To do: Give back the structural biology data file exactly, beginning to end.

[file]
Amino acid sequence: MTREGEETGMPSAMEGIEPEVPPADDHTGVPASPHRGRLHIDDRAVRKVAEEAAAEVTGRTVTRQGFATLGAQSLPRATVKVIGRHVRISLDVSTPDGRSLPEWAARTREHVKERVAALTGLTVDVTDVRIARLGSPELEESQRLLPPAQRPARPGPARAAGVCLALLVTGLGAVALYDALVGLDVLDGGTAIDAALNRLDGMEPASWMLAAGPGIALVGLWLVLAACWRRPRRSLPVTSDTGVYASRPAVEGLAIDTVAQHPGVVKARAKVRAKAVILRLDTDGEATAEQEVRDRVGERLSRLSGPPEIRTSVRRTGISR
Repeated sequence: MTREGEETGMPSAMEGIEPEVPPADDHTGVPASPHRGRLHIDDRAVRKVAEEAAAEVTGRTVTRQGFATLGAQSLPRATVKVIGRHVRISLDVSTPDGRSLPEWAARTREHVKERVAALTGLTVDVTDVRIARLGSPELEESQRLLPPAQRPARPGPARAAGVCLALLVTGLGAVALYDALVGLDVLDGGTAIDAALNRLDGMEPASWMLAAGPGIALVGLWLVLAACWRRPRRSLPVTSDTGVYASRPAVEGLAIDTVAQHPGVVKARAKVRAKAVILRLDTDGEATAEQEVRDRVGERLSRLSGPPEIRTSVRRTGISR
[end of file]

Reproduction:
Amino acid sequence: MTREGEETGMPSAMEGIEPEVPPADDHTGVPASPHRGRLHIDDRAVRKVAEEAAAEVTGRTVTRQGFATLGAQSLPRATVKVIGRHVRISLDVSTPDGRSLPEWAARTREHVKERVAALTGLTVDVTDVRIARLGSPELEESQRLLPPAQRPARPGPARAAGVCLALLVTGLGAVALYDALVGLDVLDGGTAIDAALNRLDGMEPASWMLAAGPGIALVGLWLVLAACWRRPRRSLPVTSDTGVYASRPAVEGLAIDTVAQHPGVVKARAKVRAKAVILRLDTDGEATAEQEVRDRVGERLSRLSGPPEIRTSVRRTGISR
Repeated sequence: MTREGEETGMPSAMEGIEPEVPPADDHTGVPASPHRGRLHIDDRAVRKVAEEAAAEVTGRTVTRQGFATLGAQSLPRATVKVIGRHVRISLDVSTPDGRSLPEWAARTREHVKERVAALTGLTVDVTDVRIARLGSPELEESQRLLPPAQRPARPGPARAAGVCLALLVTGLGAVALYDALVGLDVLDGGTAIDAALNRLDGMEPASWMLAAGPGIALVGLWLVLAACWRRPRRSLPVTSDTGVYASRPAVEGLAIDTVAQHPGVVKARAKVRAKAVILRLDTDGEATAEQEVRDRVGERLSRLSGPPEIRTSVRRTGISR